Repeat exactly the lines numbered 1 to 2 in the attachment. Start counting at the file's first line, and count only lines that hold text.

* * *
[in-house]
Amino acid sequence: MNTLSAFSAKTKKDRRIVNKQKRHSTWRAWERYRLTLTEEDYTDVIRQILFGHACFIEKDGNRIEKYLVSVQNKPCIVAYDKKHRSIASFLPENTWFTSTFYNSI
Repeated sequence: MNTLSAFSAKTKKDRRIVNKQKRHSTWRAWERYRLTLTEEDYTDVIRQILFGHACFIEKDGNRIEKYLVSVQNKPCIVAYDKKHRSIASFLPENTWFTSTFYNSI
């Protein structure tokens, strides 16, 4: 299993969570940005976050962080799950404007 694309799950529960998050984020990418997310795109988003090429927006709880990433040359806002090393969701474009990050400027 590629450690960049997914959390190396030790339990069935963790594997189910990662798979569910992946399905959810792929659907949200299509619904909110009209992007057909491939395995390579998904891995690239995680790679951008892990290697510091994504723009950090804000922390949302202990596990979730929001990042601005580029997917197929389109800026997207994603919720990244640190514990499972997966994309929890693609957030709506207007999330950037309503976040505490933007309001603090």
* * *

[in-house]
Amino acid sequence: MNTLSAFSAKTKKDRRIVNKQKRHSTWRAWERYRLTLTEEDYTDVIRQILFGHACFIEKDGNRIEKYLVSVQNKPCIVAYDKKHRSIASFLPENTWFTSTFYNSI